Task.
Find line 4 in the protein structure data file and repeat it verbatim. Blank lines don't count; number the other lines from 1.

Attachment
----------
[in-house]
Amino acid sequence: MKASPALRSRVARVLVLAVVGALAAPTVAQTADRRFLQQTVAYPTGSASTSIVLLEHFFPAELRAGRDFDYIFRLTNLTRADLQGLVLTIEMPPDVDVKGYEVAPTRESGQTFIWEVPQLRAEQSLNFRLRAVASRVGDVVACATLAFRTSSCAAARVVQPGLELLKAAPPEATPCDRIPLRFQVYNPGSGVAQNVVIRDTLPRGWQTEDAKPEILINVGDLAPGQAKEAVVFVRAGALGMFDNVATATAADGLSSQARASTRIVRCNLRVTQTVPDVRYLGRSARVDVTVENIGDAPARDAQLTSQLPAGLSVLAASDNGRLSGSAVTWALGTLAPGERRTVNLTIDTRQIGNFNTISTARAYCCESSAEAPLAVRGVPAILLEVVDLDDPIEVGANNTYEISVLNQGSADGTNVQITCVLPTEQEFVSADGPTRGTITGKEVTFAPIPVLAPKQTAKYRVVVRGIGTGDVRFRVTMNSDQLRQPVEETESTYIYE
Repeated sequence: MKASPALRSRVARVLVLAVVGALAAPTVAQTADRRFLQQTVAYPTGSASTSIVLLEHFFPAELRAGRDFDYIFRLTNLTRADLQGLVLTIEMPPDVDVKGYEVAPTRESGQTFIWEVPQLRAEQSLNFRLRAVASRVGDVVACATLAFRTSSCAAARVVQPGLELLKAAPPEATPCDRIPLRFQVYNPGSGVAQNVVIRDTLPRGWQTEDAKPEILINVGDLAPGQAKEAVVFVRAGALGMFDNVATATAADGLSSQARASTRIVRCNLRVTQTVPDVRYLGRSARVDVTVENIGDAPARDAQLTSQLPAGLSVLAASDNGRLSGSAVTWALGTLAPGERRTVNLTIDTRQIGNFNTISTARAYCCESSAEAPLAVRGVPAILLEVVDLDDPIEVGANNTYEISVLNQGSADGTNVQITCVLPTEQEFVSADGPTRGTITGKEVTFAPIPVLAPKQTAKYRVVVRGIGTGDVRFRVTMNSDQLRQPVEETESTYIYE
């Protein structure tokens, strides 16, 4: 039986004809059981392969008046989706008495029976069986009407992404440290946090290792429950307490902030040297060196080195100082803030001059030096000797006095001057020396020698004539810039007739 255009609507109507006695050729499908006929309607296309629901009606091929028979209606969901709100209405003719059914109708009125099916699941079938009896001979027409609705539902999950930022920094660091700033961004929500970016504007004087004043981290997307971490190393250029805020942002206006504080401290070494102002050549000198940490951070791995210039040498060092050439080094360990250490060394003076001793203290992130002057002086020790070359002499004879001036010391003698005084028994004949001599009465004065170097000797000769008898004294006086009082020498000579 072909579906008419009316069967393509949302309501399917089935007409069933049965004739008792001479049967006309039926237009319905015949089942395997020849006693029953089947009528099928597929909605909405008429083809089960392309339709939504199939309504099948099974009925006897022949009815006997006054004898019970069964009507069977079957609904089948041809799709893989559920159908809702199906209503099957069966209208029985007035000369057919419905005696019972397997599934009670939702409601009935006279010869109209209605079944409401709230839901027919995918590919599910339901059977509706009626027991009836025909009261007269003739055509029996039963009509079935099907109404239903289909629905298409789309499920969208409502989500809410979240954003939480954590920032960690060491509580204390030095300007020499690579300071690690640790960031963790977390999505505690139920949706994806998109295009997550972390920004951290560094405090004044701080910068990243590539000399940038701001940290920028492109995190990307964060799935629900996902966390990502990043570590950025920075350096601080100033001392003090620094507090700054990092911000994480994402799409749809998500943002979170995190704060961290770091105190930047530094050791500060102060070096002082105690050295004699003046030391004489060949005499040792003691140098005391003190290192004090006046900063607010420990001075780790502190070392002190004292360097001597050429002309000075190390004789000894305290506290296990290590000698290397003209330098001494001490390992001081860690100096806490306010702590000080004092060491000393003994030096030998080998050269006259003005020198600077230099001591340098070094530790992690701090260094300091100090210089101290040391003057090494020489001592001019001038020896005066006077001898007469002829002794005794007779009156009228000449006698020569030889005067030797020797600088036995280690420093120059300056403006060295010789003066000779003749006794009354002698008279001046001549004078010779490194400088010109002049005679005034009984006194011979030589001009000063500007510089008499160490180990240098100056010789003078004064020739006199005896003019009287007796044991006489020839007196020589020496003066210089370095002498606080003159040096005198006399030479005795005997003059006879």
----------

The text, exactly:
């Protein structure tokens, strides 16, 4: 039986004809059981392969008046989706008495029976069986009407992404440290946090290792429950307490902030040297060196080195100082803030001059030096000797006095001057020396020698004539810039007739 255009609507109507006695050729499908006929309607296309629901009606091929028979209606969901709100209405003719059914109708009125099916699941079938009896001979027409609705539902999950930022920094660091700033961004929500970016504007004087004043981290997307971490190393250029805020942002206006504080401290070494102002050549000198940490951070791995210039040498060092050439080094360990250490060394003076001793203290992130002057002086020790070359002499004879001036010391003698005084028994004949001599009465004065170097000797000769008898004294006086009082020498000579 072909579906008419009316069967393509949302309501399917089935007409069933049965004739008792001479049967006309039926237009319905015949089942395997020849006693029953089947009528099928597929909605909405008429083809089960392309339709939504199939309504099948099974009925006897022949009815006997006054004898019970069964009507069977079957609904089948041809799709893989559920159908809702199906209503099957069966209208029985007035000369057919419905005696019972397997599934009670939702409601009935006279010869109209209605079944409401709230839901027919995918590919599910339901059977509706009626027991009836025909009261007269003739055509029996039963009509079935099907109404239903289909629905298409789309499920969208409502989500809410979240954003939480954590920032960690060491509580204390030095300007020499690579300071690690640790960031963790977390999505505690139920949706994806998109295009997550972390920004951290560094405090004044701080910068990243590539000399940038701001940290920028492109995190990307964060799935629900996902966390990502990043570590950025920075350096601080100033001392003090620094507090700054990092911000994480994402799409749809998500943002979170995190704060961290770091105190930047530094050791500060102060070096002082105690050295004699003046030391004489060949005499040792003691140098005391003190290192004090006046900063607010420990001075780790502190070392002190004292360097001597050429002309000075190390004789000894305290506290296990290590000698290397003209330098001494001490390992001081860690100096806490306010702590000080004092060491000393003994030096030998080998050269006259003005020198600077230099001591340098070094530790992690701090260094300091100090210089101290040391003057090494020489001592001019001038020896005066006077001898007469002829002794005794007779009156009228000449006698020569030889005067030797020797600088036995280690420093120059300056403006060295010789003066000779003749006794009354002698008279001046001549004078010779490194400088010109002049005679005034009984006194011979030589001009000063500007510089008499160490180990240098100056010789003078004064020739006199005896003019009287007796044991006489020839007196020589020496003066210089370095002498606080003159040096005198006399030479005795005997003059006879």